The remainder of this paper is organized as follows. In the “Data sets” section, we present the data sets used in this study. In the “Observations” section, we present the results for the Pi2 pulsations that occurred at the substorm onset on August 19, 2010. We then discuss the generation mechanisms of this event in the “Discussion” section and present a summary in the “Summary” section.
The THEMIS satellites, specifically, five satellites (THEMIS A through THEMIS E) with elliptic orbits, were launched on February 17, 2007. The mission of these satellites is comprised of several stages with different orbital configurations. In the present study, Pi2 pulsations were observed at stage 12 of the “Dusk Phase.” During this stage, the apogee (perigee) of three satellites, namely, THA, THD, and THE, was approximately 12 R E (1.5 R E) and was located on the dusk (dawn)side of the magnetosphere.
We used the magnetic and electric field data obtained by a fluxgate magnetometer (FGM) and an electric field instrument (EFI) with a 3-s spin period resolution that were carried onboard the THEMIS satellites for the data analyses. The electric field data used in this study is the spin-axis component, which was derived by assuming that no electric field exists along the background magnetic field (E · B = 0). By using the International Geomagnetic Reference Field (IGRF) model, the coordinates of the magnetic and electric field data were converted to the local magnetic (LMG) coordinate system, where e // is a unit vector parallel to the model magnetic field, e A pointing eastward is the unit azimuthal component perpendicular to the e // vector and the position vector of the satellite, and e R pointing radially outward is the unit radial component parallel to e A × e //.
The SuperDARN is operated as an international radar network project for investigating the upper atmosphere and ionosphere, and in 2015, the network was comprised of 22 radar sites in the Northern Hemisphere and 11 radar sites in the Southern Hemisphere. In the standard operating mode, each radar sweeps through 16 beam directions that are azimuthally separated by 3.24° with a total azimuthal field of view of 52°. Each beam is comprised of 75 or 110 range gates, where the first gate is 180 km in length and the others are 45 km in length. The SuperDARN radars transmit the HF signals with oblique incidence and receive the HF signals that are backscattered by small-scale ionospheric irregularities at the E or F region height with Doppler shifts or by the sea/ground surface.
A number of operating modes are possible with the SuperDARN radar. Normally, the SuperDARN radar operates once every minute during the normalscan mode with all beams. In this study, we used the Doppler velocity measurements taken during the themisscan mode by the three mid-latitude SuperDARN radars. When the themisscan mode is operated, the SuperDARN radar provides high temporal resolutions for one single beam, which is called the camping beam. The camping beam of beam 4 (beams 14 and 4) at the HOK (UNW and TIG) radar is sampled every 8 (6) seconds, which is suitable for analyzing Pi2 pulsations with periods of 40–150 s. The locations of the camping beams are shown as meshed areas in Fig. 1.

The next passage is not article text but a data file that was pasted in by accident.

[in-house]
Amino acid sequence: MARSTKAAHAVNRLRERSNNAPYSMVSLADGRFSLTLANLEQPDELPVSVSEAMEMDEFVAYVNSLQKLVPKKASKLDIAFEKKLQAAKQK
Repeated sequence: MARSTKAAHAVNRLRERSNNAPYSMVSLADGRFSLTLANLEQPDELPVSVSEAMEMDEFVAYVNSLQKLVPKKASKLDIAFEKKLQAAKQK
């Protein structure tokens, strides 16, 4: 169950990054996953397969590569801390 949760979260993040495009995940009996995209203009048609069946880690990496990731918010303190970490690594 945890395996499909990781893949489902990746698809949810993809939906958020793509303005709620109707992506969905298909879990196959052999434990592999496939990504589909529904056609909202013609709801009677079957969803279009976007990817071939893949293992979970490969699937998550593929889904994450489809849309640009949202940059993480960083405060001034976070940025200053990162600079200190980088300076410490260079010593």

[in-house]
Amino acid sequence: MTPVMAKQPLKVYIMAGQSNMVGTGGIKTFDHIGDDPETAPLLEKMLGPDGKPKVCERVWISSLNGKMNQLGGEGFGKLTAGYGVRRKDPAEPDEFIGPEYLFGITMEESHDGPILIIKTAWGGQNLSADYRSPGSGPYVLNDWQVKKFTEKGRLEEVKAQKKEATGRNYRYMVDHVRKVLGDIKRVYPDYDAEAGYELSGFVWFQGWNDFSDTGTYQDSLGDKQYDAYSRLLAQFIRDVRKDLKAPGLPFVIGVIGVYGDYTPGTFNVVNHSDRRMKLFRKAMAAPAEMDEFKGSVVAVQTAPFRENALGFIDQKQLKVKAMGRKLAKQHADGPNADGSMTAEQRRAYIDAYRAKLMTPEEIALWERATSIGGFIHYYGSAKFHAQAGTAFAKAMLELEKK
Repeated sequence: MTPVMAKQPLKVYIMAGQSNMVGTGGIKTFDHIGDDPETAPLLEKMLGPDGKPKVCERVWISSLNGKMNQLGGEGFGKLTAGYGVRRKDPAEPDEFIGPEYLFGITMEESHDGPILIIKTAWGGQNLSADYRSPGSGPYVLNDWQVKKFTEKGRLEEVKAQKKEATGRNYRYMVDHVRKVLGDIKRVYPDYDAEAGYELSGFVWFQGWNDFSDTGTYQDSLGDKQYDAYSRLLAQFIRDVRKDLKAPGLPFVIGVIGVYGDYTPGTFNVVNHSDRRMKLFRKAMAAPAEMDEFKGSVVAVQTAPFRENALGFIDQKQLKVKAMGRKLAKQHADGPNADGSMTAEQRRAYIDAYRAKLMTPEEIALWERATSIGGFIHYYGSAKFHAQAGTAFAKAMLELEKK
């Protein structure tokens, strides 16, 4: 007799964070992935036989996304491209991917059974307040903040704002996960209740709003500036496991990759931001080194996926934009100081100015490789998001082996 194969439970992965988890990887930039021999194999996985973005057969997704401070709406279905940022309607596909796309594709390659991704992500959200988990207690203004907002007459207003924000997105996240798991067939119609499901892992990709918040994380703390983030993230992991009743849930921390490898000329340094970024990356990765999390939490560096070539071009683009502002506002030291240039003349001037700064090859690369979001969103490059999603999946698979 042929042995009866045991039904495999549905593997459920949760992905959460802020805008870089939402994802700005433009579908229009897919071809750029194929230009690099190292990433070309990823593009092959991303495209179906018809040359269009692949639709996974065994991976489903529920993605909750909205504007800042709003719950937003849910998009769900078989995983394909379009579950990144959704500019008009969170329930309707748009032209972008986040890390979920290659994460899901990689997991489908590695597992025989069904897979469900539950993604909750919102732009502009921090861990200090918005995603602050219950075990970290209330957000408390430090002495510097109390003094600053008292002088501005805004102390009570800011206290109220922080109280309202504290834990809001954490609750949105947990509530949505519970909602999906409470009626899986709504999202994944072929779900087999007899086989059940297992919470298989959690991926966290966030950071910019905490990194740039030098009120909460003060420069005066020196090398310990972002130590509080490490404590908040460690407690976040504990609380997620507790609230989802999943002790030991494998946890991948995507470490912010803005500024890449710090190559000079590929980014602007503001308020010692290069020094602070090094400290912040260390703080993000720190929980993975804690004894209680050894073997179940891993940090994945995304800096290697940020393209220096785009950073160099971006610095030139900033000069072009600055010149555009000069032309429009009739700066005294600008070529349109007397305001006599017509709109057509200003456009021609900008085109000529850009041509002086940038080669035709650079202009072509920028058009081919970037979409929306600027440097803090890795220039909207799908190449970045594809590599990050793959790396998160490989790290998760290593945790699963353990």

The electric field of ULF waves at ionospheric height can be detected as Doppler velocity variations in both IS and GS echoes. In the IS echoes, the radar measures the line-of-sight component of the E × B drift velocities, which are produced by the ULF electric field E in the background magnetic field B 0. The east–west electric field component primarily affects the Doppler velocity variations in the IS echoes of the camping beams at the HOK, UNW, and TIG radars because all camping beams point approximately toward the geomagnetic poles. According to previous studies (e.g., Bourdillon et al. 1989), ULF variations in the Doppler velocities of sea scatter echoes are primarily the result of vertical motions due to E × B drift.
Coordinates of ground stations
MLT (hour) at 09:12 UT
E Long. (deg)
PTK (St. Palatunka)
DRV (Dumont d’Urville)
Satellite observations of Pi2 pulsations
The THA, THD, and THE satellites, which were located in the nightside plasmasphere, observed Pi2 pulsations in the compressional component of the magnetic field (dB //) and in the radial and azimuthal components of the electric field (dE R and dE A, respectively) with dominant frequencies of approximately 12 to 14 mHz (f 1, fundamental) and 23 to 25 mHz (f 2, second harmonic) with almost identical waveforms as the Pi2 pulsations in the H component (dH) at a low-latitude ground station.
The cross-phases of Pi2 pulsations in the dB // and dE R (dE A) components relative to the dH component at low latitude were 0° (180°) at both f 1 and f 2.
The Poynting flux derived from the electric and magnetic field data of the satellites indicated that the energy of Pi2 pulsations propagated duskward and earthward.
All radars observed Doppler dV with multiple dominant frequencies of f 1 and f 2 at latitudes lower than the ionospheric projection of the plasmapause.
Outside the plasmapause, dV from the TIG radar had a dominant frequency of 15 mHz.